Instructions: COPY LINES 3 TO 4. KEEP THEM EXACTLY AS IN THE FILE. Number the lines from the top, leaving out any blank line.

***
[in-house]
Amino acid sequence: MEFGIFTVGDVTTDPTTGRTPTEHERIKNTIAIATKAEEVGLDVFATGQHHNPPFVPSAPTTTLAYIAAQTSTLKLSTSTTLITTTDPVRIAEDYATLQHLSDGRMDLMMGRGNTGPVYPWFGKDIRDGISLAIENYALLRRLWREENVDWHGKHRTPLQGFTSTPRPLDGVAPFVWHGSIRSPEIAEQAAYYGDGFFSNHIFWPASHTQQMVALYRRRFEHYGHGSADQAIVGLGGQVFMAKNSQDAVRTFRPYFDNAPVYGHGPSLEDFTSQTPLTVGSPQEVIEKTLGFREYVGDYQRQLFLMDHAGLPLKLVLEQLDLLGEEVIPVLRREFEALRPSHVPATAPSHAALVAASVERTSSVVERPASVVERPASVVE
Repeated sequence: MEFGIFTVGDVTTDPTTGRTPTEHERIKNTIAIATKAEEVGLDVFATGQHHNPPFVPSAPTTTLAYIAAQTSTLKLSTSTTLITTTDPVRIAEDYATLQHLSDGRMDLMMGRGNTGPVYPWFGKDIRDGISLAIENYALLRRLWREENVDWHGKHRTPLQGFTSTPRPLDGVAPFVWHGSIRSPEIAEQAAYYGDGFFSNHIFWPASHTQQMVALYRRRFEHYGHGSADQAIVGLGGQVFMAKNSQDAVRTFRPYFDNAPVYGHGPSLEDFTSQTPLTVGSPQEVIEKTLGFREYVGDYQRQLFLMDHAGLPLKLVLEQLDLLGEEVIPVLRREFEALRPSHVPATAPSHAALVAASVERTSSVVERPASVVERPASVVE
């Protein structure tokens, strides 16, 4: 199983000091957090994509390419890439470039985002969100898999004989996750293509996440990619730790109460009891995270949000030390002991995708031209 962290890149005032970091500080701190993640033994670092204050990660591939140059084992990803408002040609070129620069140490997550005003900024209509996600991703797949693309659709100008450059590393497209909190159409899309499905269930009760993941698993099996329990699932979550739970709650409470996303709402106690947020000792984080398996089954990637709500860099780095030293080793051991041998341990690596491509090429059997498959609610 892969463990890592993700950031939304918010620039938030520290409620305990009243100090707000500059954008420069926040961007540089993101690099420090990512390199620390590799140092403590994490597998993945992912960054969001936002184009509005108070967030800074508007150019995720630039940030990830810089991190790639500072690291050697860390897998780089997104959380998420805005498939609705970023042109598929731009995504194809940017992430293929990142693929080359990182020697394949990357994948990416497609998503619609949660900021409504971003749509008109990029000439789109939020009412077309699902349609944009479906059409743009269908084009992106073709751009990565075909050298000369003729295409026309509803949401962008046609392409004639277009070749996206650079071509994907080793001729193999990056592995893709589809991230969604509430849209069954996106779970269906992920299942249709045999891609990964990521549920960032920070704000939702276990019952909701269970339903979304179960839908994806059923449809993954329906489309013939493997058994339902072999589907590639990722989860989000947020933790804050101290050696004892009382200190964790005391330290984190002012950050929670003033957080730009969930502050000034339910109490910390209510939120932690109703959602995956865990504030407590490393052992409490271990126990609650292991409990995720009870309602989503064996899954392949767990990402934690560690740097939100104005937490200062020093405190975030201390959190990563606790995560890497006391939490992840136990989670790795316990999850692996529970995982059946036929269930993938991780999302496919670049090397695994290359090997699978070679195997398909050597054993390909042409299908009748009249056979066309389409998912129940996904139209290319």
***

Repeated sequence: MEFGIFTVGDVTTDPTTGRTPTEHERIKNTIAIATKAEEVGLDVFATGQHHNPPFVPSAPTTTLAYIAAQTSTLKLSTSTTLITTTDPVRIAEDYATLQHLSDGRMDLMMGRGNTGPVYPWFGKDIRDGISLAIENYALLRRLWREENVDWHGKHRTPLQGFTSTPRPLDGVAPFVWHGSIRSPEIAEQAAYYGDGFFSNHIFWPASHTQQMVALYRRRFEHYGHGSADQAIVGLGGQVFMAKNSQDAVRTFRPYFDNAPVYGHGPSLEDFTSQTPLTVGSPQEVIEKTLGFREYVGDYQRQLFLMDHAGLPLKLVLEQLDLLGEEVIPVLRREFEALRPSHVPATAPSHAALVAASVERTSSVVERPASVVERPASVVE
């Protein structure tokens, strides 16, 4: 199983000091957090994509390419890439470039985002969100898999004989996750293509996440990619730790109460009891995270949000030390002991995708031209 962290890149005032970091500080701190993640033994670092204050990660591939140059084992990803408002040609070129620069140490997550005003900024209509996600991703797949693309659709100008450059590393497209909190159409899309499905269930009760993941698993099996329990699932979550739970709650409470996303709402106690947020000792984080398996089954990637709500860099780095030293080793051991041998341990690596491509090429059997498959609610 892969463990890592993700950031939304918010620039938030520290409620305990009243100090707000500059954008420069926040961007540089993101690099420090990512390199620390590799140092403590994490597998993945992912960054969001936002184009509005108070967030800074508007150019995720630039940030990830810089991190790639500072690291050697860390897998780089997104959380998420805005498939609705970023042109598929731009995504194809940017992430293929990142693929080359990182020697394949990357994948990416497609998503619609949660900021409504971003749509008109990029000439789109939020009412077309699902349609944009479906059409743009269908084009992106073709751009990565075909050298000369003729295409026309509803949401962008046609392409004639277009070749996206650079071509994907080793001729193999990056592995893709589809991230969604509430849209069954996106779970269906992920299942249709045999891609990964990521549920960032920070704000939702276990019952909701269970339903979304179960839908994806059923449809993954329906489309013939493997058994339902072999589907590639990722989860989000947020933790804050101290050696004892009382200190964790005391330290984190002012950050929670003033957080730009969930502050000034339910109490910390209510939120932690109703959602995956865990504030407590490393052992409490271990126990609650292991409990995720009870309602989503064996899954392949767990990402934690560690740097939100104005937490200062020093405190975030201390959190990563606790995560890497006391939490992840136990989670790795316990999850692996529970995982059946036929269930993938991780999302496919670049090397695994290359090997699978070679195997398909050597054993390909042409299908009748009249056979066309389409998912129940996904139209290319």